An example of incomplete dominance in humans is Tay Sachs disease. The normal allele for the gene in this case produces an enzyme that is responsible for breaking down lipids. A defective allele for the gene results in the production of a nonfunctional enzyme. Heterozygotes who have one normal and one defective allele produce half as much functional enzyme as the normal homozygote, and this is enough for normal development. However, homozygotes who have only defective alleles produce only nonfunctional enzyme. This leads to the accumulation of lipids in the brain beginning in utero, which causes significant brain damage. Most individuals with Tay Sachs disease die at a young age, typically by the age of five years.

    Polygenic Traits

    Many human traits are controlled by more than one gene. These traits are called polygenic traits. The alleles of each gene have a minor additive effect on the phenotype. There are many possible combinations of alleles, especially if each gene has multiple alleles. Therefore, a whole continuum of phenotypes is possible.

    An example of a human polygenic trait is adult height. Several genes, each with more than one allele, contribute to this trait, so there are many possible adult heights. For example, one adult’s height might be 1.655 m (5.430 feet), and another adult’s height might be 1.656 m (5.433 feet). Adult height ranges from less than 5 feet to more than 6 feet, with males being somewhat taller than females on average. The majority of people fall near the middle of the range of heights for their sex, as shown in the graph below.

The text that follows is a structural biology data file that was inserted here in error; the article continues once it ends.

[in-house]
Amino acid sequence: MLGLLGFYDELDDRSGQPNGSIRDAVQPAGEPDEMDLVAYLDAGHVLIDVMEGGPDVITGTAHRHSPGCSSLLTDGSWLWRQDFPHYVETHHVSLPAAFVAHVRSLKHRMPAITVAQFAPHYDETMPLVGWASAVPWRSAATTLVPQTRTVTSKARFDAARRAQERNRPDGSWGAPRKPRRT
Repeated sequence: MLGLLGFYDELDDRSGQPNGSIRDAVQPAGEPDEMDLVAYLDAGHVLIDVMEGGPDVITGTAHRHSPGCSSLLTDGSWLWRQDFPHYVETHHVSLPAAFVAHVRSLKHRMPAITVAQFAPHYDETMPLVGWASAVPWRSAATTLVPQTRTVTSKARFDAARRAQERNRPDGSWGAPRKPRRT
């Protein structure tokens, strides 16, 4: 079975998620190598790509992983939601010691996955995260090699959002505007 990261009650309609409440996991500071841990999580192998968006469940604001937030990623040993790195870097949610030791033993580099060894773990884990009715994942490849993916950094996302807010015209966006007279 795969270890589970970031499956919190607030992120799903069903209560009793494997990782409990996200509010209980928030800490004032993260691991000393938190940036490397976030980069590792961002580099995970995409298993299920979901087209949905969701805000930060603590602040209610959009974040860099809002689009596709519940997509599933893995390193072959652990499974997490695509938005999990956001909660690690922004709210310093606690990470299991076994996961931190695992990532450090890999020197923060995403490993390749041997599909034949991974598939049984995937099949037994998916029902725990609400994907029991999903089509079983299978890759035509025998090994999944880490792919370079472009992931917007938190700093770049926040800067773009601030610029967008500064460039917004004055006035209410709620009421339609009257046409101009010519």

Figure 2. Human Adult Height. Like many other polygenic traits, adult height has a bell-shaped distribution.


    Environmental Effects on Phenotype

    Many traits are affected by the environment as well as by genes. This may be especially true for polygenic traits. For example, adult height might be negatively impacted by poor diet or illness during childhood. Skin color is another polygenic trait. There is a wide range of skin colors in people worldwide. In addition to differences in skin color genes, differences in exposure to ultraviolet (UV) light cause some of the variation. As shown in photo below, exposure to UV light darkens the skin.


    Figure 3. Skin on the lower part of the arm is much darker in color than protected skin near the top due to the effects of UV radiation.



    Some genes affect more than one phenotypic trait. This is called pleiotropy. There are numerous examples of pleiotropy in humans. They generally involve important proteins that are needed for the normal development or functioning of more than one organ system. An example of pleiotropy in humans occurs with the gene that codes for the main protein in collagen, a substance that helps form bones. This protein is also important in the ears and eyes. Mutations in the gene result in problems not only in bones but also in these sensory organs, which is how the gene's pleiotropic effects were discovered.